One of the first questions homeowners ask when looking for a reputable home inspection firm is, “How much do home inspections cost?”
Naturally, most of us want to know the rate upfront before agreeing to a transaction. So for those who like to cut to the chase and get right to the bottom line, here’s your quick answer:
The average national cost of a home inspection is $328, according to Home Advisor. Most homeowners spend somewhere between $278 – $390 for an inspection.
Inspectors in different parts of the country can use different estimating methods, with some charging a flat rate while others charge by square footage. A ballpark range of $100 per hour generally applies in many areas.
However, without more information to accompany that inspection estimate, the cost figure won’t mean much. A lot goes into the price of a thorough home inspection and many variables affect it, such as the experience of the inspector, the state in which you reside, size of the house, and other factors.
The next question you need to ask your potential home inspector after determining the rate is perhaps even more important:
What exactly is included in the cost of my inspection?
Whatever the rate, make sure you know what is included in your inspection as well as what is not. You should also understand that some items in your home may need repairs after the inspection, which could be an additional cost.
The cost of home inspection usually includes:
- Interior and Exterior Condition
- Electrical System
- HVAC System
Home inspectors only check for visual clues of potential problems, so another inspection may be required to get an in-depth report of specific systems in the home such as heating/cooling equipment, water heater, etc.
Determining the Best Time for a Home Inspection
HouseCheck was formed in an effort to provide homebuyers and sellers, along with real estate agents, a reliable source for fast, accurate home inspection reports. While most people book home inspections after making an offer on a property, HouseCheck encourages home sellers to consider having an inspection before putting their property on the market. The company’s innovative Certified Pre-Owned Home program provides clear advantages to both sellers and buyers.
HouseCheck also believes that getting all of the facts about a home is an important part of the sales process. That’s why HouseCheck now offers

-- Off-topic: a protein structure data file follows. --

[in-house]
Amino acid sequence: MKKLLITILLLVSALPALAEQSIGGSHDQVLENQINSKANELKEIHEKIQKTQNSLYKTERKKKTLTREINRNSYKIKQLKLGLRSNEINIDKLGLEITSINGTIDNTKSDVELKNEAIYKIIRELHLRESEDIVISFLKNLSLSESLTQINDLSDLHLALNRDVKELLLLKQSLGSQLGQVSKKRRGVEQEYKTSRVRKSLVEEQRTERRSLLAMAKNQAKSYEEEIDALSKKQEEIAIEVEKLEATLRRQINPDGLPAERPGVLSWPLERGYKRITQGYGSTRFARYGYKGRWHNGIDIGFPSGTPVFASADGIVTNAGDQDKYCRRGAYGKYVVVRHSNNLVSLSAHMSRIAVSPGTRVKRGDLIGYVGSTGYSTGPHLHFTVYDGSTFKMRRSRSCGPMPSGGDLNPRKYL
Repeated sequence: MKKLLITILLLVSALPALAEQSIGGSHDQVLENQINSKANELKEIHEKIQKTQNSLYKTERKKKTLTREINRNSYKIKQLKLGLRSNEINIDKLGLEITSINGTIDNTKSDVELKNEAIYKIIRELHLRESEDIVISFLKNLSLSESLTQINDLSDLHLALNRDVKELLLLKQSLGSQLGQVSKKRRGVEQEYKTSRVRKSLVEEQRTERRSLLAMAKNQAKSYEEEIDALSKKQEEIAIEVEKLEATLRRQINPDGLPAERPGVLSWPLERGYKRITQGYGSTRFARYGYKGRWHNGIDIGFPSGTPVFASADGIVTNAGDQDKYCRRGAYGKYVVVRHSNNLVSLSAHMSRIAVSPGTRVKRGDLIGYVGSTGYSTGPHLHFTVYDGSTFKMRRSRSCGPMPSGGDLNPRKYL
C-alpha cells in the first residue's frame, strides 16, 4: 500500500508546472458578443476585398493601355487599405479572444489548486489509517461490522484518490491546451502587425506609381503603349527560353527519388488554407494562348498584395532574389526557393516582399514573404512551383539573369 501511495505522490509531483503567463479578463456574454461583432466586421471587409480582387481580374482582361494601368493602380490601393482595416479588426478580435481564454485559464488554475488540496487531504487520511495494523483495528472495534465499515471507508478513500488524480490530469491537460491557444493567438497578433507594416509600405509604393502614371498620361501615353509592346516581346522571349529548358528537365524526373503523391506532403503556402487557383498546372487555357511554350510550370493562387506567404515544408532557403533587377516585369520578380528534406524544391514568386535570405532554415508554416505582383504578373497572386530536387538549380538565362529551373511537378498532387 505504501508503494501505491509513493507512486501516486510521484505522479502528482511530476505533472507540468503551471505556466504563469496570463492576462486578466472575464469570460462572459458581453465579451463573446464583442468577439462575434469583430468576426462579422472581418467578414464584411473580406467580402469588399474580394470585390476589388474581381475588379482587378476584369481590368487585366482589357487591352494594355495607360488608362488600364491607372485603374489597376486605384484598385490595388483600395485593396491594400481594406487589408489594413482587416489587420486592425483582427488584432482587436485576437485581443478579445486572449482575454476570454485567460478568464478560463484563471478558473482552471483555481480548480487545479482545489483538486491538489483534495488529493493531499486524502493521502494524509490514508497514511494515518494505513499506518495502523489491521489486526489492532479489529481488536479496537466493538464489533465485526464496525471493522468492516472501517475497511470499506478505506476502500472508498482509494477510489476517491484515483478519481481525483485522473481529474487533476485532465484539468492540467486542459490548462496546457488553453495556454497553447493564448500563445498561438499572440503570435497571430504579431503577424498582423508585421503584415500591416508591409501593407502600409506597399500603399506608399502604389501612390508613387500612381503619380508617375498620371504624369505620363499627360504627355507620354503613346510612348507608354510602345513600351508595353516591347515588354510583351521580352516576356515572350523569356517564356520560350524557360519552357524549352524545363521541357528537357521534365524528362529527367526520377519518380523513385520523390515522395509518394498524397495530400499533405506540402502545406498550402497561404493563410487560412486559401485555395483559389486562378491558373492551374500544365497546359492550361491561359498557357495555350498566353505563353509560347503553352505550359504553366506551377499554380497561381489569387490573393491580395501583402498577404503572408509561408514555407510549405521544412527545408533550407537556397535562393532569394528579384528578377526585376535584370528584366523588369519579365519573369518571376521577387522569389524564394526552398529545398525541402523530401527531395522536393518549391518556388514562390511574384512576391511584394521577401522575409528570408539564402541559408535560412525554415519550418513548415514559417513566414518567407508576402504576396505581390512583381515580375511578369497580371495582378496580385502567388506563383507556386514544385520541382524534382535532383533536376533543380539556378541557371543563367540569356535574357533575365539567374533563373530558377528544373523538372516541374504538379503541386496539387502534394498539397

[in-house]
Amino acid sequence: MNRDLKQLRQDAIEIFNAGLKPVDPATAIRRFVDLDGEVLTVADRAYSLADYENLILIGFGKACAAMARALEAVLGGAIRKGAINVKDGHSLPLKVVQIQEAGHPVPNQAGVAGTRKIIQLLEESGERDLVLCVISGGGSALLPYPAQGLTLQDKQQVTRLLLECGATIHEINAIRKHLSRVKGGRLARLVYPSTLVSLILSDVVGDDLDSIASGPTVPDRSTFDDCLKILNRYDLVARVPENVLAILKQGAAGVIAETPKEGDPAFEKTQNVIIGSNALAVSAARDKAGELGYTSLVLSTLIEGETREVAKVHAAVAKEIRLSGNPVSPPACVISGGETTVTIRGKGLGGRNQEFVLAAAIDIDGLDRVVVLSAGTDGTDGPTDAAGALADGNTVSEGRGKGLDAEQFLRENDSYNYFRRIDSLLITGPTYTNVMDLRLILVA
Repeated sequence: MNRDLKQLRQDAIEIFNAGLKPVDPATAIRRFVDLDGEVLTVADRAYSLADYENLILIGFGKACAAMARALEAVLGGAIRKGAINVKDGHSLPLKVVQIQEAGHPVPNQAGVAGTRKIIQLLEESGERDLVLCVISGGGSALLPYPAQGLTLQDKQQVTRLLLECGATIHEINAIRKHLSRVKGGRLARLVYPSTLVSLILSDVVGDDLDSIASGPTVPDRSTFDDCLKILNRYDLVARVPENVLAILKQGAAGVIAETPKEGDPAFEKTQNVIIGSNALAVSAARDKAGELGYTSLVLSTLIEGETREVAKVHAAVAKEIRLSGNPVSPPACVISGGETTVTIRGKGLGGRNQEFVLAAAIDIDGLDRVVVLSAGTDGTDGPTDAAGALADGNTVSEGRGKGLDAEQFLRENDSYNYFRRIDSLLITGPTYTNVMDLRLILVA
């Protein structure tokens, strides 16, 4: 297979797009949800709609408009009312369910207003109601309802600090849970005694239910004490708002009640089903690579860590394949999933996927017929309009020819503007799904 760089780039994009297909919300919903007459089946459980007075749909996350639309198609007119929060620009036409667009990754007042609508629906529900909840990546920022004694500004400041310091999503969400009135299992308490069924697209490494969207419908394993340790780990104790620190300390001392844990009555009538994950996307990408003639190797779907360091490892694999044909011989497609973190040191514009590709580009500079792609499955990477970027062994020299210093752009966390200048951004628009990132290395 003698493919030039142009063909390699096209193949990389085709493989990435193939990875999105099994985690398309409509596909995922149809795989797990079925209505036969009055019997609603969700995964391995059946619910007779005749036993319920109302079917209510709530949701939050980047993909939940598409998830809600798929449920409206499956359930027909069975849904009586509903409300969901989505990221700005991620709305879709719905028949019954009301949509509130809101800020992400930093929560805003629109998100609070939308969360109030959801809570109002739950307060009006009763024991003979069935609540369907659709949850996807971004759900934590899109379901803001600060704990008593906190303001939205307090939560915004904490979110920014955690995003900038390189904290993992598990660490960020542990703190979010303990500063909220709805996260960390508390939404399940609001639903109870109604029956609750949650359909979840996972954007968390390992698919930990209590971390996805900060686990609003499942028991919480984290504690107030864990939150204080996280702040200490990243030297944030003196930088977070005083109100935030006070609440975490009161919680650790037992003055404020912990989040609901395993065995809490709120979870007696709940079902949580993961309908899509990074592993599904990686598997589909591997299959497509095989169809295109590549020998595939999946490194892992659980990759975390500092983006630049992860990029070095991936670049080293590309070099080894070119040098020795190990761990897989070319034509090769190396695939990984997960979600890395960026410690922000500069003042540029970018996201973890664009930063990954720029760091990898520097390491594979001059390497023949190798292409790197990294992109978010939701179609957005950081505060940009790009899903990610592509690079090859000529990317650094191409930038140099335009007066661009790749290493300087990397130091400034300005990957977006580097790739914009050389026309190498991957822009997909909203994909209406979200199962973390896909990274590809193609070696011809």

HouseFax property reports to help buyers and sellers save time by providing valuable reassurance and research information. A recent acquisition by HouseCheck, HouseFax quickly delivers detailed, consolidated reports about the general information and history of a home, including the more than 400 items evaluated in every HouseCheck Inspection.
A Trusted, Impartial Inspection Resource
HouseCheck understands the value of an agent or broker’s recommendation to a client. We also know that those agents or brokers who refer us are placing their reputations in the trust of the home inspector. That’s why HouseCheck Home Inspectors are held to high standards of training and professionalism.
For most people, buying or selling a home is the largest single transaction they’ll ever make in their lives. So the potential cost of having a home sale fall through because of something the inspection overlooked can be far greater than the loss of the asking price, when you factor in moving expenses, lost work time, opportunity costs and the like. That’s why it’s crucial to contract with a well-experienced home inspector who has the knowledge and objectivity necessary to provide an accurate, thorough inspection. You get exactly that when you contract with a HouseCheck inspection specialist.
HouseCheck home inspectors are selected from the most qualified candidates. Then we train them to be even better, using advanced tools, breakthrough technologies, and the support of a strong national brand.
When you’re ready to hire a home inspector, remember that the cost of a home inspection involves much more than the rate. Choose a home inspector with the knowledge and experience to reduce the potential costs and risk for both parties in a real estate transaction.